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Authors’ Affiliations

(1)
Molecular Epidemiology Group, Max Delbrück Center for Molecular Medicine in the Helmholtz Association (MDC), Berlin-Buch, Robert-Roessle-Strasse 10, 13125 Berlin, Germany
(2)
Institute of Epidemiology I, Helmholtz Zentrum München - German Research Center for Environmental Health, Neuherberg, Germany
(3)
Section of Hygiene - Institute of Public Health; Università Cattolica del Sacro Cuore, L.go F. Vito, 1 –, 00168 Rome, Italy
(4)
Leibniz Institute for Prevention Research and Epidemiology – BIPS, Bremen, Germany
(5)
Department of Sport, Leisure and Childhood Studies, Cork Institute of Technology, Cork, Munster, Ireland
(6)
Department of Movement and Sports Sciences, Ghent University, Ghent, Belgium
(7)
Department of Physical Education and Sport Sciences, University of Limerick, Limerick, Ireland
(8)
Centre de Recherche en Nutrition Humaine Rhône-Alpes, CarMeN INSERM U1060, University of Lyon1, Lyon, France
(9)
Council for Agricultural Research and Economics - Research Centre for Food and Nutrition, Rome, Italy
(10)
Department of Movement, Human and Health Sciences, University of Rome Foro Italico, Rome, Italy
(11)
Department of Human Sciences, Society, and Health, University of Cassino and Lazio Meridionale, Cassino, Italy
(12)
Department of Medicine and Aging Sciences, ‘G. d’Annunzio’ University of Chieti-Pescara, Chieti-Pescara, Italy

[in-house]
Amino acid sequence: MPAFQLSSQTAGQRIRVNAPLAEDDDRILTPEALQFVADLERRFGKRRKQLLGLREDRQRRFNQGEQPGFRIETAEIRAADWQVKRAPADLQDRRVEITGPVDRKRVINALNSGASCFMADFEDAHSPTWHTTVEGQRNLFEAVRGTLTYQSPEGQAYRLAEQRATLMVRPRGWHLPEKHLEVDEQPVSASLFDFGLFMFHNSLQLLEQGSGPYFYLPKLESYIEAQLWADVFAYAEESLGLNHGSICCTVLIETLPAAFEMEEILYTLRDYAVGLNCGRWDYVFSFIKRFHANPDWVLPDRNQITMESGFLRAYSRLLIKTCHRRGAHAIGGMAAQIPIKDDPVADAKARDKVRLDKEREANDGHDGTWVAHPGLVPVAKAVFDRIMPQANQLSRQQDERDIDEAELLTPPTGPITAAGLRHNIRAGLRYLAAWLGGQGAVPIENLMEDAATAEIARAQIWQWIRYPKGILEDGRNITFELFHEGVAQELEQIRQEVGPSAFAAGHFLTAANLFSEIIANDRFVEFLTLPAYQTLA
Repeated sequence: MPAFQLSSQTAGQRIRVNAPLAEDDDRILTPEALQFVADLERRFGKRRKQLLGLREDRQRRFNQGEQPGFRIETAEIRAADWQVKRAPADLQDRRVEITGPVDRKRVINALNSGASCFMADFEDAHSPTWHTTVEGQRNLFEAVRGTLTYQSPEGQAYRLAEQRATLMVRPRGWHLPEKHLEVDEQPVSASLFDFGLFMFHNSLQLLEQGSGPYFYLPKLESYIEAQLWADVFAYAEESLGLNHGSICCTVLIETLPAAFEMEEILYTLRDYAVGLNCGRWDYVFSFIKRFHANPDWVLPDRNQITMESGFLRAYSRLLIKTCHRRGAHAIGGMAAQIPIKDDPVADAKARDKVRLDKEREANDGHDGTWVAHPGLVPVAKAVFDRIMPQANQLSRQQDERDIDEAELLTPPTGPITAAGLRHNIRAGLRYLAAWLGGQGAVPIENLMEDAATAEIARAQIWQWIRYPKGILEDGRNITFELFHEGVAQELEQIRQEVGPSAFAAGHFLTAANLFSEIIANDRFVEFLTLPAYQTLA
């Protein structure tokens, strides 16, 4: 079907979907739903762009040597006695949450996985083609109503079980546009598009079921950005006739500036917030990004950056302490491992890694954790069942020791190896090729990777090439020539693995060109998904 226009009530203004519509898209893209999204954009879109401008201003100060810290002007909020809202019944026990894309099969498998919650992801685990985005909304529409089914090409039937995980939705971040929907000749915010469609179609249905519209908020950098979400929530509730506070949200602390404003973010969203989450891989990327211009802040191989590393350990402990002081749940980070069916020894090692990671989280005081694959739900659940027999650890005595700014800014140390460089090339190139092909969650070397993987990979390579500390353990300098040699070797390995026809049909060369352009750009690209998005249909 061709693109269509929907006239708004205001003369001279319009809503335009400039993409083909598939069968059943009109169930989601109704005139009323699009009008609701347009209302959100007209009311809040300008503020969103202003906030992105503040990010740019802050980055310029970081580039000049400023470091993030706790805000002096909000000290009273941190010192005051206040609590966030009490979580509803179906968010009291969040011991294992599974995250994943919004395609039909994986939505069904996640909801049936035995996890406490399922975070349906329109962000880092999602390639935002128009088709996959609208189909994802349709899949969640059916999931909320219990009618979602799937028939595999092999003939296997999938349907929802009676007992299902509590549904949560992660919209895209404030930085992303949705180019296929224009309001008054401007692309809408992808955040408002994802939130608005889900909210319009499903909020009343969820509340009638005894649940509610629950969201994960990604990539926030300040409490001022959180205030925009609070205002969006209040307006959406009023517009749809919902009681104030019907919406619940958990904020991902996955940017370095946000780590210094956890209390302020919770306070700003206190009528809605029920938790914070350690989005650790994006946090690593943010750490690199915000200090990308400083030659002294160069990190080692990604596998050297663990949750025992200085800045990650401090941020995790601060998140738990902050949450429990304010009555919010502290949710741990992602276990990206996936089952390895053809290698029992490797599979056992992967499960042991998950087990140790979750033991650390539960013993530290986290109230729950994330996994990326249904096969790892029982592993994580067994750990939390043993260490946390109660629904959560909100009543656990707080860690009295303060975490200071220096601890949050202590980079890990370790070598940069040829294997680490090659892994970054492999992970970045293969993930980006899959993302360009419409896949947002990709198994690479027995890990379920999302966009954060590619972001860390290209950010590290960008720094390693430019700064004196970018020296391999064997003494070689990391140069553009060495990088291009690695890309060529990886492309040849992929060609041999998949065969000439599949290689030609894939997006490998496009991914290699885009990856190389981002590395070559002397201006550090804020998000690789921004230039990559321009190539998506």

(13)
Department for Sport and Exercise Sciences, University of Stuttgart, Stuttgart, Germany
(14)
Department of Epidemiology and Prevention, IRCCS Istituto Neurologico Mediterraneo: NEUROMED, Pozzilli, Italy
(15)
School of Health and Human Performance, Multisensory Motor Learning Lab., Dublin City University, Dublin, Ireland
(16)
Department for Sport Sciences, University of Konstanz, Konstanz, Germany
(17)
Centre for Preventive Medicine, School of Health and Human Performance, Dublin City University, Dublin, Ireland
(18)
Institute of Sport, Exercise & Active Living, Victoria University, Melbourne, Australia
(19)
Luxembourg Institute of Socio-Economic Research (LISER), Esch/Alzette, Luxembourg
(20)
Section of Hygiene - Institute of Public Health; Università Cattolica del Sacro Cuore, Fondazione Policlinico Universitario “Agostino Gemelli”, L.go F. Vito, 1 –, 00168 Rome, Italy
(21)
Italian National Institute of Health (Istituto Superiore di Sanita - ISS), Rome, Italy
(22)
Icahn School of Medicine at Mount Sinai, 17 East 102 St, New York, USA
(23)
Charité Universitätsmedizin Berlin, Berlin, Germany
(24)
DZHK (German Center for Cardiovascular Research), partner site Berlin, Berlin, Germany